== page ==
How One Little Trip to Japan Could Change Major League Baseball

In one of the most famous sci-fi scenes in cinematic history, Morpheus asked Neo to decide between a blue pill and a red pill. He offered the truth and an awakening of sorts, the ability to see what the world truly was and how it functioned.

While the decision recently made by Carter Stewart may not change the course of post-apocalyptic dystopia, he very well may go down as “the One” in terms of changing the way Major League Baseball drafts and compensates players. It may also help to change matrices when it comes to salary, eventually morphing into a totally different way of compensating minor leaguers.

Consequently, this will have an effect on the Cubs and every other team in baseball because it will affect the holy trinity of business — money, money, and more money. You don’t even need a cypher to see what I just did right there.

The 19-year-old Stewart, a right-handed pitcher out of Eastern Florida State College, was the eighth overall pick by the Braves in the 2018 draft. Every kid’s dream, right? Well, until Stewart was offered a significantly reduced signing bonus due to an alleged injury. So rather than sign with Atlanta, the Scott Boras client opted to join the Fukuoka SoftBank Hawks of Japan’s Nippon Professional Baseball.

While this may not seem like a huge deal on the surface, the problem for MLB starts coming into focus when you follow the money. Stewart’s six-year, $7 million deal (more with possible escalators) will pay him more than he was likely to earn via draft slot bonus and salary over the next few years. What’s more, he will then be a 25-year-old free agent eligible to sign with the team of his choosing.

Let’s just say, for the sake of theoretical arguments, you’re an teenager and someone is going to offer you money to play baseball because you’re really good. One offer guarantees you about $2 million up front and lets you travel overnight by bus to play for peanuts in front of small crowds. You get a raise to $600,000 or so should you actually make it to the show, and it could even lead to a contract of a few million dollars if you get to arbitration and are really successful.

The other offer guarantees you $7 million over the course of six years, affords you the opportunity to play in front of 30,000+ rabid fans in large stadiums in a different country with a different culture, food, and language. It also leaves you free to sign with whomever your heart desires once the contract is up if you’re ready to return to the states.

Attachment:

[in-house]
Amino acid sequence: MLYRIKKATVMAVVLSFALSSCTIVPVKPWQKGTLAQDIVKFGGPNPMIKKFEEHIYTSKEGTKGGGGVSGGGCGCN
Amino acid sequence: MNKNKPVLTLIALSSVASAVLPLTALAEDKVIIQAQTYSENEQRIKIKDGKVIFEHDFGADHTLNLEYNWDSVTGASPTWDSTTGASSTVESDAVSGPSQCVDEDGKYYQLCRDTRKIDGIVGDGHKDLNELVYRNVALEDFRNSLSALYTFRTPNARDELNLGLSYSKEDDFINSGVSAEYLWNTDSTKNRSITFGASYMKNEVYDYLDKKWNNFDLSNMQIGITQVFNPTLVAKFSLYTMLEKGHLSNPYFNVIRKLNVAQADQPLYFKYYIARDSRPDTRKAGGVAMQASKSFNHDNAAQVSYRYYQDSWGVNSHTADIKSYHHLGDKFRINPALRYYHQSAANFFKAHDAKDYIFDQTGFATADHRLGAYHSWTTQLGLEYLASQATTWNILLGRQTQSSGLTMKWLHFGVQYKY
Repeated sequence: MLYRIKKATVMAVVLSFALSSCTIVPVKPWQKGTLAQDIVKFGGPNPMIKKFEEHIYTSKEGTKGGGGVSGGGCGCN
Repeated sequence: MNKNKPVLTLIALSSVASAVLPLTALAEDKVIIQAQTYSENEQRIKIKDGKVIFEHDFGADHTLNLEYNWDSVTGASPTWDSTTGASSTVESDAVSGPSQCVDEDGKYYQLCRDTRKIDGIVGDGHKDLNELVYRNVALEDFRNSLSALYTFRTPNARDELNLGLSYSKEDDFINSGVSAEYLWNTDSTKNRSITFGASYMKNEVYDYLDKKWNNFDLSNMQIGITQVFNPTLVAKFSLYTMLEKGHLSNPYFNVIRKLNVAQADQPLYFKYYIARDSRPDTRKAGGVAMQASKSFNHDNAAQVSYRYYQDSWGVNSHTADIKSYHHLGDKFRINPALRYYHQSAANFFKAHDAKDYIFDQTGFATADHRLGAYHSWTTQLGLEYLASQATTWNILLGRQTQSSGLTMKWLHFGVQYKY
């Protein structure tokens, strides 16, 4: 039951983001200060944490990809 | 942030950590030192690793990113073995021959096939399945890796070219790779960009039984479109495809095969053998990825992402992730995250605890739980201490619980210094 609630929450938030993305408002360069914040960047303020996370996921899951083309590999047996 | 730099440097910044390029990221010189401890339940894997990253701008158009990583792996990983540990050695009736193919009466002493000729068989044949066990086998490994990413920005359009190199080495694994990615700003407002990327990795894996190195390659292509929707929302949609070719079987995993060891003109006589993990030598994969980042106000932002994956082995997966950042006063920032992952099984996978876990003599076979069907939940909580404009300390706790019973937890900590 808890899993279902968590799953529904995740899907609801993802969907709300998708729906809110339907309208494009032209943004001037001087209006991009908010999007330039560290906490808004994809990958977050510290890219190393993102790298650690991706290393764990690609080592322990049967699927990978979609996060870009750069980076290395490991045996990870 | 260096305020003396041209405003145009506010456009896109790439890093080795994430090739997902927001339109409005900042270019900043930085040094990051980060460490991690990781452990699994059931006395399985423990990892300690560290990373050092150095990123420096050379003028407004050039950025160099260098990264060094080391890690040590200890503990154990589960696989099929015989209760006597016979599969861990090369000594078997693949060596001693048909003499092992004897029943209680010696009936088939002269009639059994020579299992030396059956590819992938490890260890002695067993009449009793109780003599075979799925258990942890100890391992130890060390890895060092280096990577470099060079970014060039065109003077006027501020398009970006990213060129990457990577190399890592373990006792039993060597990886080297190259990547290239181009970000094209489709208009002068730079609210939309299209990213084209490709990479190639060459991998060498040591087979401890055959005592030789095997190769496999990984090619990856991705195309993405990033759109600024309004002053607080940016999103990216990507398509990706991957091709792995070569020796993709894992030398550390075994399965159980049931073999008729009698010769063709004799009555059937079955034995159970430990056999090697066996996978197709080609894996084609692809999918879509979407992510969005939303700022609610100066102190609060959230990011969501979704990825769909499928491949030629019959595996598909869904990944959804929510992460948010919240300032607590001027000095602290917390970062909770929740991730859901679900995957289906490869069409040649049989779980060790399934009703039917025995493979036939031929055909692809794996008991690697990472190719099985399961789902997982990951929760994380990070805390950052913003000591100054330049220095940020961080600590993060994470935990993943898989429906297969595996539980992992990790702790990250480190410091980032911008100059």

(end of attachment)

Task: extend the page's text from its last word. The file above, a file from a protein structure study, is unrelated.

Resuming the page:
Oh, I forgot the kicker: Boras is playing the role of Morpheus. A more true-to-form adaptation would work better if he were Agent Smith and his client was named Anderson…wait, where were we? Back to baseball.

While not every American kid with first-round talent is going to go to Japan — they can’t right now anyway, since the league has something called “gaijin waku,” or “foreigner cap,” of four per team), it’s not just American kids who could essentially opt out of the draft. Teenagers from the Caribbean, Mexico, Central America, and South America could all decide that they like the idea of a guaranteed payout that gets them out of indentured servitude and into free agency sooner. They’d also reach free agency at a younger age, which is huge in baseball’s current economy.

The other factor here is that Stewart is a pitcher. Pitchers have a much higher rate of injury and thus face a more difficult path to the majors. That guaranteed money could look even better than banking on what might be, especially if success gets you to the same point in the end. If you pitch well in Japan, someone is liable to give you a big contract at 25 years old. Sticking with your draft slot would see you still pitching for whomever held your rights as a player.

MLB has come under fire recently for their gross underpayment of their minor leaguers, with virtually everyone still in possession of a soul and/or a conscience siding with players over billionaire owners. And why wouldn’t they, when players are expected to train, eat nutritiously, and continue to work year after year for very little compensation under less than ideal workplace conditions?

Granted, Japanese baseball isn’t for every kid from the States (or abroad, for that matter) and there are a lot of differences that make it difficult for American ballplayers to stick over there. But if this becomes an option for first round talent to circumvent MLB’s draconian draft and arbitration system, it could mean changing the diaper of Rob Manfred’s $10 billion baby.

Could this be the metaphorical crack in the foundation that forces MLB to really take a hard look at what they pay their minor leaguers and how they set up arbitration? Doubtful, but if one guy turns into two, and two turns into 10…well, then you’d have a trend and a serious problem for Mr. Manfred.

But hey, let’s worry about games lasting more than 3 hours here.

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